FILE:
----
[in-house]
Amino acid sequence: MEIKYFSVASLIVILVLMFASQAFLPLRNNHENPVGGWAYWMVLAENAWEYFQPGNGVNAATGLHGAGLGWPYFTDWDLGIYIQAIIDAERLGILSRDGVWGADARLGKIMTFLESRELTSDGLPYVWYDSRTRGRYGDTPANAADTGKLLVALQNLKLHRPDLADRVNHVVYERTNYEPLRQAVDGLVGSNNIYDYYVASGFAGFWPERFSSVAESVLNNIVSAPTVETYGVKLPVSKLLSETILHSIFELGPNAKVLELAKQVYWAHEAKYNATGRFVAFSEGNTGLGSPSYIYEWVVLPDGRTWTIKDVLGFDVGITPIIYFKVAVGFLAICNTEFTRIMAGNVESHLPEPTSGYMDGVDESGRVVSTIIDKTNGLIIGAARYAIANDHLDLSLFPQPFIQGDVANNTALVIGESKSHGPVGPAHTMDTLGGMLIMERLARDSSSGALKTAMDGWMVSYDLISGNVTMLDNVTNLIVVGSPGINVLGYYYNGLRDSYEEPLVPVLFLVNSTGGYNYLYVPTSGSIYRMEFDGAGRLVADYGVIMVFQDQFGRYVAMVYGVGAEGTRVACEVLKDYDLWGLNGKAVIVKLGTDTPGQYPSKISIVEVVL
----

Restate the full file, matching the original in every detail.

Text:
[in-house]
Amino acid sequence: MEIKYFSVASLIVILVLMFASQAFLPLRNNHENPVGGWAYWMVLAENAWEYFQPGNGVNAATGLHGAGLGWPYFTDWDLGIYIQAIIDAERLGILSRDGVWGADARLGKIMTFLESRELTSDGLPYVWYDSRTRGRYGDTPANAADTGKLLVALQNLKLHRPDLADRVNHVVYERTNYEPLRQAVDGLVGSNNIYDYYVASGFAGFWPERFSSVAESVLNNIVSAPTVETYGVKLPVSKLLSETILHSIFELGPNAKVLELAKQVYWAHEAKYNATGRFVAFSEGNTGLGSPSYIYEWVVLPDGRTWTIKDVLGFDVGITPIIYFKVAVGFLAICNTEFTRIMAGNVESHLPEPTSGYMDGVDESGRVVSTIIDKTNGLIIGAARYAIANDHLDLSLFPQPFIQGDVANNTALVIGESKSHGPVGPAHTMDTLGGMLIMERLARDSSSGALKTAMDGWMVSYDLISGNVTMLDNVTNLIVVGSPGINVLGYYYNGLRDSYEEPLVPVLFLVNSTGGYNYLYVPTSGSIYRMEFDGAGRLVADYGVIMVFQDQFGRYVAMVYGVGAEGTRVACEVLKDYDLWGLNGKAVIVKLGTDTPGQYPSKISIVEVVL